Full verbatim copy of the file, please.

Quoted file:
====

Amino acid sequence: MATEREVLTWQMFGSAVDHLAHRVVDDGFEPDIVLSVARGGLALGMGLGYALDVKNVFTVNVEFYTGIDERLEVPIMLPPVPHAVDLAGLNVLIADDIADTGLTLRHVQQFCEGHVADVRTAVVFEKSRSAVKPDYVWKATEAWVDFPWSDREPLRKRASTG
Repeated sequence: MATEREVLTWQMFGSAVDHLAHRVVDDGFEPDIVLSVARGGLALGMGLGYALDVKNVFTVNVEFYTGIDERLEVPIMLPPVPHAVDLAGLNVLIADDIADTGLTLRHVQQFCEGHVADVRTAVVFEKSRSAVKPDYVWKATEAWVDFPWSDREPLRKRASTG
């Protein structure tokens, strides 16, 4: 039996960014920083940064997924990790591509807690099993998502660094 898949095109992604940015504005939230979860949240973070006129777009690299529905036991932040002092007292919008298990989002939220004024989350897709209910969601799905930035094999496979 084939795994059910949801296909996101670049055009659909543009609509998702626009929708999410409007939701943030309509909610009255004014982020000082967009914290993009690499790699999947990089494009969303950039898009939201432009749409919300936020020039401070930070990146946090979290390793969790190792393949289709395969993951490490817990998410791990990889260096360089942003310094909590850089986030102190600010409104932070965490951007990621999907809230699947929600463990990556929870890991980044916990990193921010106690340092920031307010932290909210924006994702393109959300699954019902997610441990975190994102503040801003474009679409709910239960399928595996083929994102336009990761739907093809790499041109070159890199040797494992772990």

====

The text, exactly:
Amino acid sequence: MATEREVLTWQMFGSAVDHLAHRVVDDGFEPDIVLSVARGGLALGMGLGYALDVKNVFTVNVEFYTGIDERLEVPIMLPPVPHAVDLAGLNVLIADDIADTGLTLRHVQQFCEGHVADVRTAVVFEKSRSAVKPDYVWKATEAWVDFPWSDREPLRKRASTG
Repeated sequence: MATEREVLTWQMFGSAVDHLAHRVVDDGFEPDIVLSVARGGLALGMGLGYALDVKNVFTVNVEFYTGIDERLEVPIMLPPVPHAVDLAGLNVLIADDIADTGLTLRHVQQFCEGHVADVRTAVVFEKSRSAVKPDYVWKATEAWVDFPWSDREPLRKRASTG
């Protein structure tokens, strides 16, 4: 039996960014920083940064997924990790591509807690099993998502660094 898949095109992604940015504005939230979860949240973070006129777009690299529905036991932040002092007292919008298990989002939220004024989350897709209910969601799905930035094999496979 084939795994059910949801296909996101670049055009659909543009609509998702626009929708999410409007939701943030309509909610009255004014982020000082967009914290993009690499790699999947990089494009969303950039898009939201432009749409919300936020020039401070930070990146946090979290390793969790190792393949289709395969993951490490817990998410791990990889260096360089942003310094909590850089986030102190600010409104932070965490951007990621999907809230699947929600463990990556929870890991980044916990990193921010106690340092920031307010932290909210924006994702393109959300699954019902997610441990975190994102503040801003474009679409709910239960399928595996083929994102336009990761739907093809790499041109070159890199040797494992772990």